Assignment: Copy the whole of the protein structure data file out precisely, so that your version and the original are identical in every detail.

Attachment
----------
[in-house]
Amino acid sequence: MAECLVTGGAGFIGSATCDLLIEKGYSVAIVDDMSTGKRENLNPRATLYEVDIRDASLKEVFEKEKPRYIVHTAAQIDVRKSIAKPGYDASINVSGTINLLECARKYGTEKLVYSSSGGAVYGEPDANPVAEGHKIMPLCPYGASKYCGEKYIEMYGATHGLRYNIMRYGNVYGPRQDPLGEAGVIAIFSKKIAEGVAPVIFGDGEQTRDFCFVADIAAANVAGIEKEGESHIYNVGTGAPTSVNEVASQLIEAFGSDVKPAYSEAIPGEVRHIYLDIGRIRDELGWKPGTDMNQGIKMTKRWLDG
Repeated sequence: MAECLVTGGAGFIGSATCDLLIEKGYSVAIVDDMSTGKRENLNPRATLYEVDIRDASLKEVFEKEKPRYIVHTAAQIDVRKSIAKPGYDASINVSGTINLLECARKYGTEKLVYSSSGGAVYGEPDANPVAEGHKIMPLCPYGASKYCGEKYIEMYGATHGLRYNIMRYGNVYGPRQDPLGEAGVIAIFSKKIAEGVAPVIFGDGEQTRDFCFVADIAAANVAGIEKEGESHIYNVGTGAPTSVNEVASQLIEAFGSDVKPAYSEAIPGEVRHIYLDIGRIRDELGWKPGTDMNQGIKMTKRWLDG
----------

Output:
[in-house]
Amino acid sequence: MAECLVTGGAGFIGSATCDLLIEKGYSVAIVDDMSTGKRENLNPRATLYEVDIRDASLKEVFEKEKPRYIVHTAAQIDVRKSIAKPGYDASINVSGTINLLECARKYGTEKLVYSSSGGAVYGEPDANPVAEGHKIMPLCPYGASKYCGEKYIEMYGATHGLRYNIMRYGNVYGPRQDPLGEAGVIAIFSKKIAEGVAPVIFGDGEQTRDFCFVADIAAANVAGIEKEGESHIYNVGTGAPTSVNEVASQLIEAFGSDVKPAYSEAIPGEVRHIYLDIGRIRDELGWKPGTDMNQGIKMTKRWLDG
Repeated sequence: MAECLVTGGAGFIGSATCDLLIEKGYSVAIVDDMSTGKRENLNPRATLYEVDIRDASLKEVFEKEKPRYIVHTAAQIDVRKSIAKPGYDASINVSGTINLLECARKYGTEKLVYSSSGGAVYGEPDANPVAEGHKIMPLCPYGASKYCGEKYIEMYGATHGLRYNIMRYGNVYGPRQDPLGEAGVIAIFSKKIAEGVAPVIFGDGEQTRDFCFVADIAAANVAGIEKEGESHIYNVGTGAPTSVNEVASQLIEAFGSDVKPAYSEAIPGEVRHIYLDIGRIRDELGWKPGTDMNQGIKMTKRWLDG